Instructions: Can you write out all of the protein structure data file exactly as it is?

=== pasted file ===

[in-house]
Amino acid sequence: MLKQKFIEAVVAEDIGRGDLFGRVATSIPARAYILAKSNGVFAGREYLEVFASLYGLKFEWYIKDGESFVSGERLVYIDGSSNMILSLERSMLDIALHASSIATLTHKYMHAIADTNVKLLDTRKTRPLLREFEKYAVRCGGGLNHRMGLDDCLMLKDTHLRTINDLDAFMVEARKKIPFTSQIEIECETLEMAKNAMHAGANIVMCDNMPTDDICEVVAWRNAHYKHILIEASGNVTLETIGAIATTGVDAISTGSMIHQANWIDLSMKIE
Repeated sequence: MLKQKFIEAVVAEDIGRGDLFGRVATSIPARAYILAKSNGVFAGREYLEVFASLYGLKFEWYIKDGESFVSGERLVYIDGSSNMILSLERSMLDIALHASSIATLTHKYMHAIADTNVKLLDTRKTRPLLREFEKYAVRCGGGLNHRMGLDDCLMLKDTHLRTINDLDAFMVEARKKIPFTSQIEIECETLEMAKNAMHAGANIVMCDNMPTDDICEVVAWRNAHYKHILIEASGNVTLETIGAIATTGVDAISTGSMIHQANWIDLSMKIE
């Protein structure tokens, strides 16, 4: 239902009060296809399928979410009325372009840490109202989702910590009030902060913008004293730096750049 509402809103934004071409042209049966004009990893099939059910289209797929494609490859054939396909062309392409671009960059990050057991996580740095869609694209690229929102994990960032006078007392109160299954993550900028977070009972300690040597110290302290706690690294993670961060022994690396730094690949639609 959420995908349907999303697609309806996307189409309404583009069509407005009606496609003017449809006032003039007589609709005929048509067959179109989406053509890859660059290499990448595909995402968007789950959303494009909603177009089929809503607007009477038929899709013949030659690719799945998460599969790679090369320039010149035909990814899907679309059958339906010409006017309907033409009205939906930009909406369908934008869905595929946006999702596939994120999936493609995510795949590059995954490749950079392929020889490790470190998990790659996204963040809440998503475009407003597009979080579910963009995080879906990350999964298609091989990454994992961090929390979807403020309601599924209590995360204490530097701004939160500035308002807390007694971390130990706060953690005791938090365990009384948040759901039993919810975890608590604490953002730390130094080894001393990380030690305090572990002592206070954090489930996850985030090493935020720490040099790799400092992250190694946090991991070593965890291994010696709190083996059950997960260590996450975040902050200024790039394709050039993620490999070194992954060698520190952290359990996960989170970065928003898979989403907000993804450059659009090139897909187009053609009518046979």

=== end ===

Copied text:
[in-house]
Amino acid sequence: MLKQKFIEAVVAEDIGRGDLFGRVATSIPARAYILAKSNGVFAGREYLEVFASLYGLKFEWYIKDGESFVSGERLVYIDGSSNMILSLERSMLDIALHASSIATLTHKYMHAIADTNVKLLDTRKTRPLLREFEKYAVRCGGGLNHRMGLDDCLMLKDTHLRTINDLDAFMVEARKKIPFTSQIEIECETLEMAKNAMHAGANIVMCDNMPTDDICEVVAWRNAHYKHILIEASGNVTLETIGAIATTGVDAISTGSMIHQANWIDLSMKIE
Repeated sequence: MLKQKFIEAVVAEDIGRGDLFGRVATSIPARAYILAKSNGVFAGREYLEVFASLYGLKFEWYIKDGESFVSGERLVYIDGSSNMILSLERSMLDIALHASSIATLTHKYMHAIADTNVKLLDTRKTRPLLREFEKYAVRCGGGLNHRMGLDDCLMLKDTHLRTINDLDAFMVEARKKIPFTSQIEIECETLEMAKNAMHAGANIVMCDNMPTDDICEVVAWRNAHYKHILIEASGNVTLETIGAIATTGVDAISTGSMIHQANWIDLSMKIE
């Protein structure tokens, strides 16, 4: 239902009060296809399928979410009325372009840490109202989702910590009030902060913008004293730096750049 509402809103934004071409042209049966004009990893099939059910289209797929494609490859054939396909062309392409671009960059990050057991996580740095869609694209690229929102994990960032006078007392109160299954993550900028977070009972300690040597110290302290706690690294993670961060022994690396730094690949639609 959420995908349907999303697609309806996307189409309404583009069509407005009606496609003017449809006032003039007589609709005929048509067959179109989406053509890859660059290499990448595909995402968007789950959303494009909603177009089929809503607007009477038929899709013949030659690719799945998460599969790679090369320039010149035909990814899907679309059958339906010409006017309907033409009205939906930009909406369908934008869905595929946006999702596939994120999936493609995510795949590059995954490749950079392929020889490790470190998990790659996204963040809440998503475009407003597009979080579910963009995080879906990350999964298609091989990454994992961090929390979807403020309601599924209590995360204490530097701004939160500035308002807390007694971390130990706060953690005791938090365990009384948040759901039993919810975890608590604490953002730390130094080894001393990380030690305090572990002592206070954090489930996850985030090493935020720490040099790799400092992250190694946090991991070593965890291994010696709190083996059950997960260590996450975040902050200024790039394709050039993620490999070194992954060698520190952290359990996960989170970065928003898979989403907000993804450059659009090139897909187009053609009518046979």